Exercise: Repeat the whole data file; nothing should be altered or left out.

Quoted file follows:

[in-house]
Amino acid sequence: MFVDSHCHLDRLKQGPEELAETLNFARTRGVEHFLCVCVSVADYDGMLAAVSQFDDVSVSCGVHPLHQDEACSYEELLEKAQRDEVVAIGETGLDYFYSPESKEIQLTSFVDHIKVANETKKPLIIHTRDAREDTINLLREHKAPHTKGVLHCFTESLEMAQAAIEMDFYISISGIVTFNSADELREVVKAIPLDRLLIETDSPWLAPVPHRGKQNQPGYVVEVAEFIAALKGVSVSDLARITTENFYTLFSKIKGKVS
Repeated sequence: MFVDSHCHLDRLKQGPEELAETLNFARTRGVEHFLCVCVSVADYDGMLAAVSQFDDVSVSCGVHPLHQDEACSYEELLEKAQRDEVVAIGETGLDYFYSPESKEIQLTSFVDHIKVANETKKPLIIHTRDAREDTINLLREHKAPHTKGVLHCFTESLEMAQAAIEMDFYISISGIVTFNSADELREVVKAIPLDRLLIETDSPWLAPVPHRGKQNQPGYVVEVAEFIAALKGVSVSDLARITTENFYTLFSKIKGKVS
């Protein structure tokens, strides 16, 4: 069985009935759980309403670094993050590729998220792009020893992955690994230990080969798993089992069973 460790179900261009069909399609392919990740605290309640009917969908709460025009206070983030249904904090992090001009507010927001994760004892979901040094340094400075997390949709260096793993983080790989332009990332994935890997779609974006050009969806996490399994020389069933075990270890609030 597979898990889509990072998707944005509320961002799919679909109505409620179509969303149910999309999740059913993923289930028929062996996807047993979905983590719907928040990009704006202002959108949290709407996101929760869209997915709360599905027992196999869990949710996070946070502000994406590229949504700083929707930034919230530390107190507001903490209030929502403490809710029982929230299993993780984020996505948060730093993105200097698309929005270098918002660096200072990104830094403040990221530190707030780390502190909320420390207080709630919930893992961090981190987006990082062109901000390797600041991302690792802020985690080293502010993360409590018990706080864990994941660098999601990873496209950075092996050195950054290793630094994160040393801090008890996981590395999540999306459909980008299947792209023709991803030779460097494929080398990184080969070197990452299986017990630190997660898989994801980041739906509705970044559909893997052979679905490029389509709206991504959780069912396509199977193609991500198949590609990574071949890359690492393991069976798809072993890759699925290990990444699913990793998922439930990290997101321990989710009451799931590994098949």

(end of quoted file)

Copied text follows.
[in-house]
Amino acid sequence: MFVDSHCHLDRLKQGPEELAETLNFARTRGVEHFLCVCVSVADYDGMLAAVSQFDDVSVSCGVHPLHQDEACSYEELLEKAQRDEVVAIGETGLDYFYSPESKEIQLTSFVDHIKVANETKKPLIIHTRDAREDTINLLREHKAPHTKGVLHCFTESLEMAQAAIEMDFYISISGIVTFNSADELREVVKAIPLDRLLIETDSPWLAPVPHRGKQNQPGYVVEVAEFIAALKGVSVSDLARITTENFYTLFSKIKGKVS
Repeated sequence: MFVDSHCHLDRLKQGPEELAETLNFARTRGVEHFLCVCVSVADYDGMLAAVSQFDDVSVSCGVHPLHQDEACSYEELLEKAQRDEVVAIGETGLDYFYSPESKEIQLTSFVDHIKVANETKKPLIIHTRDAREDTINLLREHKAPHTKGVLHCFTESLEMAQAAIEMDFYISISGIVTFNSADELREVVKAIPLDRLLIETDSPWLAPVPHRGKQNQPGYVVEVAEFIAALKGVSVSDLARITTENFYTLFSKIKGKVS
């Protein structure tokens, strides 16, 4: 069985009935759980309403670094993050590729998220792009020893992955690994230990080969798993089992069973 460790179900261009069909399609392919990740605290309640009917969908709460025009206070983030249904904090992090001009507010927001994760004892979901040094340094400075997390949709260096793993983080790989332009990332994935890997779609974006050009969806996490399994020389069933075990270890609030 597979898990889509990072998707944005509320961002799919679909109505409620179509969303149910999309999740059913993923289930028929062996996807047993979905983590719907928040990009704006202002959108949290709407996101929760869209997915709360599905027992196999869990949710996070946070502000994406590229949504700083929707930034919230530390107190507001903490209030929502403490809710029982929230299993993780984020996505948060730093993105200097698309929005270098918002660096200072990104830094403040990221530190707030780390502190909320420390207080709630919930893992961090981190987006990082062109901000390797600041991302690792802020985690080293502010993360409590018990706080864990994941660098999601990873496209950075092996050195950054290793630094994160040393801090008890996981590395999540999306459909980008299947792209023709991803030779460097494929080398990184080969070197990452299986017990630190997660898989994801980041739906509705970044559909893997052979679905490029389509709206991504959780069912396509199977193609991500198949590609990574071949890359690492393991069976798809072993890759699925290990990444699913990793998922439930990290997101321990989710009451799931590994098949």